Oftentimes when parents separate, they do not agree on parenting and child visitation issues. Both parents may want primary custody. Or, one parent may want weekend visitations while the other parent wants a 50/50 split time arrangement. One parent may travel for work, causing them to want a non-traditional arrangement with regard to custody time and visitation, which the other parent may not want to accommodate. Parties can get increasingly frustrated and tempers can flare when issues like these come up. What happens when two parents don’t agree on a parenting plan?
The Revised Code of Washington, RCW 26.09.220(1), says that:
(a) The court may order an investigation and report concerning parenting arrangements for the child, or may appoint a guardian ad litem pursuant to RCW 26.12.175, or both. The investigation and report may be made by the guardian ad litem, court-appointed special advocate, the staff of the juvenile court, or other professional social service organization experienced in counseling children and families.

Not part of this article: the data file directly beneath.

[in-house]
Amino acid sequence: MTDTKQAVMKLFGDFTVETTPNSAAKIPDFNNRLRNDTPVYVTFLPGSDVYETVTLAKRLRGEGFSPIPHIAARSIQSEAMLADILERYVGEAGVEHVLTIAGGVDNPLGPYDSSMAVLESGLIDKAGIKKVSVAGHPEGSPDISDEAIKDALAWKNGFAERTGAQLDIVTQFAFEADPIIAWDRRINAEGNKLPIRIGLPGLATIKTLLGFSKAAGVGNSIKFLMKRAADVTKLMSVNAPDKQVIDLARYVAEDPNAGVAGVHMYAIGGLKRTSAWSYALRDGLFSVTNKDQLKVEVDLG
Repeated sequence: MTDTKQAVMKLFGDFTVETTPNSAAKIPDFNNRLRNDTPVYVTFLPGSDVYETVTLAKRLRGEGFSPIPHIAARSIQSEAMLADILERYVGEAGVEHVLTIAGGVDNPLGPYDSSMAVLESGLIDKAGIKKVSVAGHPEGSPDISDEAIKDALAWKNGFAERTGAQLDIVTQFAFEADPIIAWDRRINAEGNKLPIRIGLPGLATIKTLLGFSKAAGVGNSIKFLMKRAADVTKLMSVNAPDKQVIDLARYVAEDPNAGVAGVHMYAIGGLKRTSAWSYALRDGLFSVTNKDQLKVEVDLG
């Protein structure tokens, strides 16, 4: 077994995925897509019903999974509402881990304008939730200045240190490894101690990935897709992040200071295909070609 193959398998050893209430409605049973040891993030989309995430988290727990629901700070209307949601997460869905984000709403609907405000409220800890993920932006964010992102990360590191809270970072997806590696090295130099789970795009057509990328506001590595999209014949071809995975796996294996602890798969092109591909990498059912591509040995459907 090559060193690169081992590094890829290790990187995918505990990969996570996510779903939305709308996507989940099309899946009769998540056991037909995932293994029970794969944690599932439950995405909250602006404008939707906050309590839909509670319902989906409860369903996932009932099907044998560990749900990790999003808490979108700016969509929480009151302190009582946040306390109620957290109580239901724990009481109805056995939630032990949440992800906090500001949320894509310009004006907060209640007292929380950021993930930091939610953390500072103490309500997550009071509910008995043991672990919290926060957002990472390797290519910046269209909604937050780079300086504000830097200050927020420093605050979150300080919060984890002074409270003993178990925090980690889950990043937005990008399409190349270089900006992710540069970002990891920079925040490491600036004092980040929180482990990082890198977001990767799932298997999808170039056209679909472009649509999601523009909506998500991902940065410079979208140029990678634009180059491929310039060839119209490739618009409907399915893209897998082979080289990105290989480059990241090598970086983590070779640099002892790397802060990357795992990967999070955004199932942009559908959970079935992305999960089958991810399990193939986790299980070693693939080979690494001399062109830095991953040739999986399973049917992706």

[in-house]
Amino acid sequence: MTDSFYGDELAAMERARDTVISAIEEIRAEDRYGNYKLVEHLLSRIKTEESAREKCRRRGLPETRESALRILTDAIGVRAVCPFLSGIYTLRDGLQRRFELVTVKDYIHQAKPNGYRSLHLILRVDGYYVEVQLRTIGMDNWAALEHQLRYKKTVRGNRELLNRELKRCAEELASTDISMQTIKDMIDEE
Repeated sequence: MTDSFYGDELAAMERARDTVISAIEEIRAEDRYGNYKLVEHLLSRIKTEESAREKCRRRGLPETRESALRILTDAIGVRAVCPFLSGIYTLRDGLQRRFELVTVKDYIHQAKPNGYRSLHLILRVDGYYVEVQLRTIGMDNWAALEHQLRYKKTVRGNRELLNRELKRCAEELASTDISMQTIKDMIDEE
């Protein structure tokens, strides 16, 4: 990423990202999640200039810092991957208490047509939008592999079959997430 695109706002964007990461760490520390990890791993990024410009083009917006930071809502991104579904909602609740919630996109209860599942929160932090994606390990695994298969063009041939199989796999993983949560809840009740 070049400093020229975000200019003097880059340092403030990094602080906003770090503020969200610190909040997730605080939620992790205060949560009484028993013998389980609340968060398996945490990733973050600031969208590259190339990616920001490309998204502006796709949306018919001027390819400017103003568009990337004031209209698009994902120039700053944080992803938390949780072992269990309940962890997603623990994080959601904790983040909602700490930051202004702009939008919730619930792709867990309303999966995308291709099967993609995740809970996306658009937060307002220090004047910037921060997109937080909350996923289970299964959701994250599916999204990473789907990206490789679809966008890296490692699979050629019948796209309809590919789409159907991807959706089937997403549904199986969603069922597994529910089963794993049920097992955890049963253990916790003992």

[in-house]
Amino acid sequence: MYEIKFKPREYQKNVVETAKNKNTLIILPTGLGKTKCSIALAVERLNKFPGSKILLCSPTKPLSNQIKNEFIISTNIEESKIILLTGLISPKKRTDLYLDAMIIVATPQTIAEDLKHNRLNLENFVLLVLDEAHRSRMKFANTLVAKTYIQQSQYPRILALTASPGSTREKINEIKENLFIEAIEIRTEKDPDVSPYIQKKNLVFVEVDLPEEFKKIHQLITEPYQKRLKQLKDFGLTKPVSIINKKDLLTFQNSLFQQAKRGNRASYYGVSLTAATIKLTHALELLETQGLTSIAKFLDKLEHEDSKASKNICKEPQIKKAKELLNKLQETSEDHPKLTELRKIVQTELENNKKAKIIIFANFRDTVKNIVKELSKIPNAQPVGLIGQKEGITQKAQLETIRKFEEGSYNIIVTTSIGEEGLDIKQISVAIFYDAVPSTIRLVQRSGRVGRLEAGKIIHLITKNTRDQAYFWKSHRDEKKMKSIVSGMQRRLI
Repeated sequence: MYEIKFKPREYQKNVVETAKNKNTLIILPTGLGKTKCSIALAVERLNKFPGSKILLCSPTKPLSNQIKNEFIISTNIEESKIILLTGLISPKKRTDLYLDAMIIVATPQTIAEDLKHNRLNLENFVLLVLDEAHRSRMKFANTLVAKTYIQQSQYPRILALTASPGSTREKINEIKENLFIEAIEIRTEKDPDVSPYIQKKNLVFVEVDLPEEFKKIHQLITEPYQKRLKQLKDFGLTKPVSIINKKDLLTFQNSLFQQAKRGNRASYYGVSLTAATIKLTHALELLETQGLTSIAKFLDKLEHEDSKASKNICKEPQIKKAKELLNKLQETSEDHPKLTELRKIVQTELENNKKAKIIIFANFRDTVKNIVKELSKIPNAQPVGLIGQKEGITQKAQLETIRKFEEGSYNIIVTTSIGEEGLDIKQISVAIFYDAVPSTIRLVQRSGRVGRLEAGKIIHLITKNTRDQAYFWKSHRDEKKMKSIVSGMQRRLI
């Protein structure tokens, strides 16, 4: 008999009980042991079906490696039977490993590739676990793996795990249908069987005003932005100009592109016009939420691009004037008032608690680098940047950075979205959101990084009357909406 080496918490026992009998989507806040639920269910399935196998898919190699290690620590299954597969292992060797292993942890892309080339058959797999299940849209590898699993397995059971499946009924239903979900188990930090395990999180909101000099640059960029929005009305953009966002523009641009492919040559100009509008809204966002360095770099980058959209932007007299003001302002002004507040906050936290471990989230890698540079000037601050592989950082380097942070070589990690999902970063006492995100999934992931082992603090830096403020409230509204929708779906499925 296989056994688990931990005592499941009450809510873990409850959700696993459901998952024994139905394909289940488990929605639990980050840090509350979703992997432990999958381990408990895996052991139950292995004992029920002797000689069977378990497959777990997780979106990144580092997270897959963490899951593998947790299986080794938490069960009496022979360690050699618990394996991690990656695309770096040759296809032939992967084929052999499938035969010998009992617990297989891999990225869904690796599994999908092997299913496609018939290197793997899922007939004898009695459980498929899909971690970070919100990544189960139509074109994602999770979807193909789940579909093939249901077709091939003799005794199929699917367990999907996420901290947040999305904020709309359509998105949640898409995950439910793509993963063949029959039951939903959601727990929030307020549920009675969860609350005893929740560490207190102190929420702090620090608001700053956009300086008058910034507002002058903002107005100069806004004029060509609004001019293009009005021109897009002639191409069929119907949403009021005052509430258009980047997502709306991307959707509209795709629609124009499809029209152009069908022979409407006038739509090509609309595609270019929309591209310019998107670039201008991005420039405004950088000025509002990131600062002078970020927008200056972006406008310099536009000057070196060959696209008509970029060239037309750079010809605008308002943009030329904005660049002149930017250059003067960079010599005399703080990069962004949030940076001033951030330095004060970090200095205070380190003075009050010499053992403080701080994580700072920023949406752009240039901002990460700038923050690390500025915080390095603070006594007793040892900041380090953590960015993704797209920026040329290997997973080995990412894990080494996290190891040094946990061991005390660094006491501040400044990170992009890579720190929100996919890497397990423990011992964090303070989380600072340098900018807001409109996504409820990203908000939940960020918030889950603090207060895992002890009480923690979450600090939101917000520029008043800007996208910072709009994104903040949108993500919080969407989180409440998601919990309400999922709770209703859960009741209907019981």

(b) An investigator is a person appointed as an investigator under RCW 26.12.050(1)(b) or any other third-party professional ordered or appointed by the court to provide an opinion, assessment, or evaluation regarding the creation or modification of a parenting plan.
Basically, this RCW gives the court the ability to get help in making the important decision about what is the best living/visitation situation for children whose parents are getting divorced and who can’t come to an agreement about parenting. Ultimately, the Washington State Courts looks to the “best interest of the child” when examining and deciding custody issues. In King County, there are experienced family law focused judges who use guardian ad litems and other resources to determine the best result with regard to child custody and visitation.